Architecture, Network security, Threats, Cybercrime, Malware, Policy, Critical infrastructure

Feds issue alert on Reveton ransomware resurgence

August 10, 2012

Users are flooding the Internet Crime Complaint Center (IC3) with reports of their machines succumbing to Reveton, scam software known as scareware.

The latest wave of attacks resulted in the organization – a partnership between the Federal Bureau of Investigation (FBI) and the National White Collar Crime Center to issue an alert on Thursday.

Reveton disguises itself by displaying a message to recipients that appears to come from the FBI. Specifically, victims are told authorities have determined, based on their IP address, that they have visited child pornography sites.

Victims are lured to a download website, where Reveton is installed on their computer. This causes their machine to freeze and a screen to display that carries a fake warning saying they have violated federal law. The malware then attempts to extort money from the victim by ordering them to pay a fine, using online money transfer services, in order to unlock their computer.

But even if victims pay the ransom, Reveton will remain on their machine and be capable of committing further  fraud. Reveton could also be part of a “malware cocktail," in which it is packaged with other malware, such as banking trojan Citadel.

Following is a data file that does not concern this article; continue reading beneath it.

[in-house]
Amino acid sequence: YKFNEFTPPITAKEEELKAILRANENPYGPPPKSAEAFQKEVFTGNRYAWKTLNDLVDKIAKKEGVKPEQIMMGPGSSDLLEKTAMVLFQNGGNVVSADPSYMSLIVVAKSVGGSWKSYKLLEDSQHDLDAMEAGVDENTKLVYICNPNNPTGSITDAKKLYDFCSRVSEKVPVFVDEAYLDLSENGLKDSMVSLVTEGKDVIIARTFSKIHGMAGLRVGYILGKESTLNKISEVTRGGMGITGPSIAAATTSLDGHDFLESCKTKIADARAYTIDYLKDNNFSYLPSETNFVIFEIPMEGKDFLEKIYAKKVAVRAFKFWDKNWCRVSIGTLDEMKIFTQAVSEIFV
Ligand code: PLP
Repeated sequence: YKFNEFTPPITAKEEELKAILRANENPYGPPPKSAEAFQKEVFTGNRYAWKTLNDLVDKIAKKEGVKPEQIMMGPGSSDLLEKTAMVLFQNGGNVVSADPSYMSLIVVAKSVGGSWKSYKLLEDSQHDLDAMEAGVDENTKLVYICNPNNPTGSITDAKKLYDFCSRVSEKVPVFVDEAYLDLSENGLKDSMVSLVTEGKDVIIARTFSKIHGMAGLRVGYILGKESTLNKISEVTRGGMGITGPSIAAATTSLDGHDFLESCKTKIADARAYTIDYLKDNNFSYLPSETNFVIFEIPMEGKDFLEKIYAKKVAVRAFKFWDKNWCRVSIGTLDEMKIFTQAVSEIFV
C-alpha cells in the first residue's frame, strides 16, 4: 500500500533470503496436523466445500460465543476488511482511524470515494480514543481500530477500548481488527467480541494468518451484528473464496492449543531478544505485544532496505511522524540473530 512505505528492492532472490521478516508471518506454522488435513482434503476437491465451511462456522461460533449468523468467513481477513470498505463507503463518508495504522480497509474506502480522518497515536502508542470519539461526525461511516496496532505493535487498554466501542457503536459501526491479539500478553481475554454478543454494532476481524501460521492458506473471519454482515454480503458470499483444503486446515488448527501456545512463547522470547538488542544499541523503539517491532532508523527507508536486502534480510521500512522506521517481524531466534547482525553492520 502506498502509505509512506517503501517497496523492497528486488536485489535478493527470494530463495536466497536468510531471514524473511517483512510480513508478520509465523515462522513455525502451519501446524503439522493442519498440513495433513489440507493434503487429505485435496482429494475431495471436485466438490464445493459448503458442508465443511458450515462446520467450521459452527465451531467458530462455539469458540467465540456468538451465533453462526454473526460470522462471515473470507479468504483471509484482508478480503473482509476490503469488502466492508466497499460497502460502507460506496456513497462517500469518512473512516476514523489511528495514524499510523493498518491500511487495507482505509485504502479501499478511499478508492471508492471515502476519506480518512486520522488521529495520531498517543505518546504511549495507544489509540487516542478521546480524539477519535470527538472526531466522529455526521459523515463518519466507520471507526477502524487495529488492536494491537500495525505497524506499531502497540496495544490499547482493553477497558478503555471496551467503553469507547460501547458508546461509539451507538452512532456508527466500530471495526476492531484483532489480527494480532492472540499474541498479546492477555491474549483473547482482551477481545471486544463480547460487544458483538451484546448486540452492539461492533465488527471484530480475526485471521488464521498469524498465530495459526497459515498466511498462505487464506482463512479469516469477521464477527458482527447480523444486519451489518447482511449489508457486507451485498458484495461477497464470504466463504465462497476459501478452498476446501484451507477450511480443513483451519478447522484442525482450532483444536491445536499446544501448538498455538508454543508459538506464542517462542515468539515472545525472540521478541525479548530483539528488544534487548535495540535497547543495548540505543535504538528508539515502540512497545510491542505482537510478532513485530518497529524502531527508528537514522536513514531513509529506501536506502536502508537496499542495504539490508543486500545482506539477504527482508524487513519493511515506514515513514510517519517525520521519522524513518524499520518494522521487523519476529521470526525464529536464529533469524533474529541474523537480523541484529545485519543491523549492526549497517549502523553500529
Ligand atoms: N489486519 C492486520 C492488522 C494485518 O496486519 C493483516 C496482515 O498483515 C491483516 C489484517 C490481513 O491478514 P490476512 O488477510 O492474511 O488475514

Jason Milletary, technical director for malware analysis at the Dell SecureWorks' Counter Threat Unit research team, told SCMagazine.com on Friday that he suspects IC3 is fielding a surge of complaints because of the malware's supposed connection to the FBI.

“The most important thing is not to give them any money, and don't try to contact the individuals,” Milletary said.

Usually, detection effectiveness will increase within days of malware being released, he added, though criminals are constantly tweaking virus' code so that it evades being flagged by anti-virus programs.

“It can be tricky because it tends to take over the machine,” Milletary said of Reveton. "You may also need to get onto another computer to find the instructions to get the virus off. If that fails, go the safe route and call a professional."

The FBI became aware of Reveton last year, and IC3 previously warned about it in May.  

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